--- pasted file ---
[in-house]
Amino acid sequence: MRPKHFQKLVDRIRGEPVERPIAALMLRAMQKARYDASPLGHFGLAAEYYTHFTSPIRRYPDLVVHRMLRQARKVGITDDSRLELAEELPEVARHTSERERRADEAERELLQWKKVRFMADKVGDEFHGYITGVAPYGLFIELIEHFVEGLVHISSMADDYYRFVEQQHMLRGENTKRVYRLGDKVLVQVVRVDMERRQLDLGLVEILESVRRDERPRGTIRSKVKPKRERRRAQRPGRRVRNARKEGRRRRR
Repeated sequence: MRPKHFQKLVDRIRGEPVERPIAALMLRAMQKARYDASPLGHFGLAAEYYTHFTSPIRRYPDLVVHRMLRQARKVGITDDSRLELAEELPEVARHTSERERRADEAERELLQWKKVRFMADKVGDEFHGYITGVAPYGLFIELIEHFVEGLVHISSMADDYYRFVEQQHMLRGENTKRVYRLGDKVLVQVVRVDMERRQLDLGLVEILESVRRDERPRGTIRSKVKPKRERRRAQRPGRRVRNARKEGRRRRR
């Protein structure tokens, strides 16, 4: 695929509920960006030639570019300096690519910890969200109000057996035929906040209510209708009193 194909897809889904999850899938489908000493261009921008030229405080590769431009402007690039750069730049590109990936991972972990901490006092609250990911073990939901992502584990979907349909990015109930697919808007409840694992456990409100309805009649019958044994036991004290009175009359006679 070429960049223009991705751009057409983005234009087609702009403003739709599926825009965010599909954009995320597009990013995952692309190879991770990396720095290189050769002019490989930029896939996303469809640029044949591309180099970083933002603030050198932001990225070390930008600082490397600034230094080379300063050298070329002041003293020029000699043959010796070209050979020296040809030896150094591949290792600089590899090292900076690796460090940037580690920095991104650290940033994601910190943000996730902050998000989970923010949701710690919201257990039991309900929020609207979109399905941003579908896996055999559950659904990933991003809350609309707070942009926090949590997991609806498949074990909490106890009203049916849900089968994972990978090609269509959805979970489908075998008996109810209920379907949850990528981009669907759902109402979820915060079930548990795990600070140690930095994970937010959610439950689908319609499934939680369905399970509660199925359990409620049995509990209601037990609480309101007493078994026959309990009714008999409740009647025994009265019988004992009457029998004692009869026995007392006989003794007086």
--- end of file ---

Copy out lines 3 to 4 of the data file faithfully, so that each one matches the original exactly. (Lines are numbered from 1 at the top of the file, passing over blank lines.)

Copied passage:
Repeated sequence: MRPKHFQKLVDRIRGEPVERPIAALMLRAMQKARYDASPLGHFGLAAEYYTHFTSPIRRYPDLVVHRMLRQARKVGITDDSRLELAEELPEVARHTSERERRADEAERELLQWKKVRFMADKVGDEFHGYITGVAPYGLFIELIEHFVEGLVHISSMADDYYRFVEQQHMLRGENTKRVYRLGDKVLVQVVRVDMERRQLDLGLVEILESVRRDERPRGTIRSKVKPKRERRRAQRPGRRVRNARKEGRRRRR
């Protein structure tokens, strides 16, 4: 695929509920960006030639570019300096690519910890969200109000057996035929906040209510209708009193 194909897809889904999850899938489908000493261009921008030229405080590769431009402007690039750069730049590109990936991972972990901490006092609250990911073990939901992502584990979907349909990015109930697919808007409840694992456990409100309805009649019958044994036991004290009175009359006679 070429960049223009991705751009057409983005234009087609702009403003739709599926825009965010599909954009995320597009990013995952692309190879991770990396720095290189050769002019490989930029896939996303469809640029044949591309180099970083933002603030050198932001990225070390930008600082490397600034230094080379300063050298070329002041003293020029000699043959010796070209050979020296040809030896150094591949290792600089590899090292900076690796460090940037580690920095991104650290940033994601910190943000996730902050998000989970923010949701710690919201257990039991309900929020609207979109399905941003579908896996055999559950659904990933991003809350609309707070942009926090949590997991609806498949074990909490106890009203049916849900089968994972990978090609269509959805979970489908075998008996109810209920379907949850990528981009669907759902109402979820915060079930548990795990600070140690930095994970937010959610439950689908319609499934939680369905399970509660199925359990409620049995509990209601037990609480309101007493078994026959309990009714008999409740009647025994009265019988004992009457029998004692009869026995007392006989003794007086």